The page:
Wednesday, October 24, 2018

Caravan fueled by violence, poverty -- not politicians (Oct. 24, 2018)

The migrant caravan now numbers about 7,000 people and has advanced about 45 miles into Mexico. Though caravans are nothing new, this is by far the largest -- two last year each had 350 migrants, reports the New York Times. In April another caravan which drew U.S. President Donald Trump's anger had about 1,500 people at its peak, though many did not ultimately reach the U.S. border or apply for asylum there. Reports suggest the media attention garnered by that caravan helped pave the way for this one's explosion. (Washington Post)

Yesterday was Day 12 of the caravan, which set out from Honduras and has become and "avalanche" borne by hope as it wends its way north despite U.S. pressure and police barricades. (New York Times

Though Honduras and Guatemala are trying to limit passage of migrants, already another caravan of about 2,500 Hondurans has gathered on the Guatemalan side of the border to trek north, reports the Wall Street Journal. Advocates say this could become a new migration dynamic as people seek to alternatives to expensive human smugglers.

The latest canard regarding the origin of the caravan: U.S. Vice President Mike Pence said on Tuesday that Honduran President Juan Orlando Hernandez told him the caravan is financed by Venezuela’s government and unspecified leftists, reports Bloomberg. In response, an activist and former Honduran lawmaker who helped organize the caravan in the first place explained that migrants used social media to coordinate travel plans. Honduran officials have tried to cast Bartolo Fuentes as a politically motivated actor, but in reality most-would be migrants connected by social media or found out about the group from media coverage, reports the Washington Post. Most of the Honduran migrants say they were pushed to make the arduous journey after receiving threats from gangs or suffering violence. (Guardian)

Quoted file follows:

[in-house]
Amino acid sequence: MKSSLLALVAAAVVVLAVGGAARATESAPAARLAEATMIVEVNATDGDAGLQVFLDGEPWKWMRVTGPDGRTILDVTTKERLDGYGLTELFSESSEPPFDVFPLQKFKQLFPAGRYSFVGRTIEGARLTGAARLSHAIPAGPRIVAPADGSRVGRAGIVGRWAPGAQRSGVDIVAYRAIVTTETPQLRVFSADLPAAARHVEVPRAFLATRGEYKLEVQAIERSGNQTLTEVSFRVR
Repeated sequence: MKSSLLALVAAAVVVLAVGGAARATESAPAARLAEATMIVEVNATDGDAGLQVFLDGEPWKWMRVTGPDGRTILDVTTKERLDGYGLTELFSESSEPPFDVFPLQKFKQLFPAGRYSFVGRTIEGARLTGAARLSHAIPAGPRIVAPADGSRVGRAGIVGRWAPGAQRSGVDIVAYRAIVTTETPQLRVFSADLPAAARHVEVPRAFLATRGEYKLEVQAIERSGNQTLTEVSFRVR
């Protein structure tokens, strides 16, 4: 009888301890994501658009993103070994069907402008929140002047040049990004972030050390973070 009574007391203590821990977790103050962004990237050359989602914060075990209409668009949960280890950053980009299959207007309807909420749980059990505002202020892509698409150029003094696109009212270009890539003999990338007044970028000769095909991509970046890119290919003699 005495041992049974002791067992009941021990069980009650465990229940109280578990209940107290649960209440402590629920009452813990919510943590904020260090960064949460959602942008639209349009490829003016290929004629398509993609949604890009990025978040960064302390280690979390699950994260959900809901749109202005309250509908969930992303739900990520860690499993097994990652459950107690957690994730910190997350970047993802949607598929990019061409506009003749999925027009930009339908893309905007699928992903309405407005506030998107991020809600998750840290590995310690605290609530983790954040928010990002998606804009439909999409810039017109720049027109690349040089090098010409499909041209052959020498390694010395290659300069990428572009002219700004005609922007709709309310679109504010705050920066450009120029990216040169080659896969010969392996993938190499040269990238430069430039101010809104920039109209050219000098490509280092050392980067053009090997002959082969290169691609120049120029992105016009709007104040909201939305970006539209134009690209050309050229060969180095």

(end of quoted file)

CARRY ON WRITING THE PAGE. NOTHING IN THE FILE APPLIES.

In the midst of ever increasing hype and rumors regarding the migrant caravan(s), Eric Olsen reviews the long-term causes pushing people to flee Central America, namely high rates of violence, poverty, and weak states coopted by powerful mafias. In Univisión he notes that migrants are well aware of the dangers they face along the way, and embark on the journey nonetheless. "The caravan is not a middle finger to the United States or Donald Trump – it is a rational and logical decision to protect oneself and one’s family from greater risk."

The caravans "are a natural reaction to the difficulties and dangers that lone travellers, especially women and children, face when they attempt to reach the prosperous world. The wise and sensible thing to do would be to treat them as an opportunity to manage migration – but the nativist reaction is to treat them as a giant jailbreak," argues a Guardian editorial.

In NACLA, Laura Weiss also looks at the background behind the caravan: "The caravans reflect both the ongoing nature of the structural problems compelling emigration from Central America’s northern triangle, the failures of U.S. migration and foreign policy, and the dwindling options for these refugees to seek safety in the region."

Instead of seeking ulterior motives behind the caravan, most migrants were drawn by the publicity around it and the possibility of safety along the perilous trek without paying $7,000 to a coyote, write Jeff Ernst and Sarah Kinosian at the Daily Beast. They also delve into the background behind the migration -- including U.S. support for Honduran President Juan Orlando Hernández's questioned reelection last year -- and note that existing measures to reduce poverty are rife with corruption.

Rights groups are denouncing that migrants applying for asylum in Mexico are basically detained in shelters. Close to 1,700 Hondurans who requested asylum have been sent to a shelter run by Mexican migration authorities in the city of Tapachula. (Miami Herald has more detail.)

Other groups have denounced that Trump's demands that asylum seekers apply in Mexico without proceeding to the U.S. is illegal under international law. Trump's pressure has led Guatemala and Honduras to shut down their border crossings, another potential violation of international law, reports Al Jazeera.